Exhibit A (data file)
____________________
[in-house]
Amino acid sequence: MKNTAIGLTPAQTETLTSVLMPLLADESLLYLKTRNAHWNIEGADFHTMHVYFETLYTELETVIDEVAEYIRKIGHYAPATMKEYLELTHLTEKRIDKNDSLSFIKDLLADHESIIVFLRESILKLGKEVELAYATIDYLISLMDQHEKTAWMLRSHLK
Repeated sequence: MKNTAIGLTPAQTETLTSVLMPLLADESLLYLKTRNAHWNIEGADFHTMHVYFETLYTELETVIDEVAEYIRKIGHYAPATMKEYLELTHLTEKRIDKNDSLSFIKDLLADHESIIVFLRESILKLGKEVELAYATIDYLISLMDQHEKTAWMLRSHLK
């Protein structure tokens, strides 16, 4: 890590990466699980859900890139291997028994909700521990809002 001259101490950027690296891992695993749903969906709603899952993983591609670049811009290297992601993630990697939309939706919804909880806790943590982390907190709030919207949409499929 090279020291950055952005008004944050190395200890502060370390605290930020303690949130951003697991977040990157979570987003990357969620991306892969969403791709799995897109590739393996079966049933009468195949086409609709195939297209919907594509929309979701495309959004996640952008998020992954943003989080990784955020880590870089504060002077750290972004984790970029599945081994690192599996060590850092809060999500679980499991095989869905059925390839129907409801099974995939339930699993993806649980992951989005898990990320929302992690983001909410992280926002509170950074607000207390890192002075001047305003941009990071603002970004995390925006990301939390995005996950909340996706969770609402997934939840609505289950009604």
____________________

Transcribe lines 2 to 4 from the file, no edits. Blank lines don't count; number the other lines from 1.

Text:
Amino acid sequence: MKNTAIGLTPAQTETLTSVLMPLLADESLLYLKTRNAHWNIEGADFHTMHVYFETLYTELETVIDEVAEYIRKIGHYAPATMKEYLELTHLTEKRIDKNDSLSFIKDLLADHESIIVFLRESILKLGKEVELAYATIDYLISLMDQHEKTAWMLRSHLK
Repeated sequence: MKNTAIGLTPAQTETLTSVLMPLLADESLLYLKTRNAHWNIEGADFHTMHVYFETLYTELETVIDEVAEYIRKIGHYAPATMKEYLELTHLTEKRIDKNDSLSFIKDLLADHESIIVFLRESILKLGKEVELAYATIDYLISLMDQHEKTAWMLRSHLK
């Protein structure tokens, strides 16, 4: 890590990466699980859900890139291997028994909700521990809002 001259101490950027690296891992695993749903969906709603899952993983591609670049811009290297992601993630990697939309939706919804909880806790943590982390907190709030919207949409499929 090279020291950055952005008004944050190395200890502060370390605290930020303690949130951003697991977040990157979570987003990357969620991306892969969403791709799995897109590739393996079966049933009468195949086409609709195939297209919907594509929309979701495309959004996640952008998020992954943003989080990784955020880590870089504060002077750290972004984790970029599945081994690192599996060590850092809060999500679980499991095989869905059925390839129907409801099974995939339930699993993806649980992951989005898990990320929302992690983001909410992280926002509170950074607000207390890192002075001047305003941009990071603002970004995390925006990301939390995005996950909340996706969770609402997934939840609505289950009604």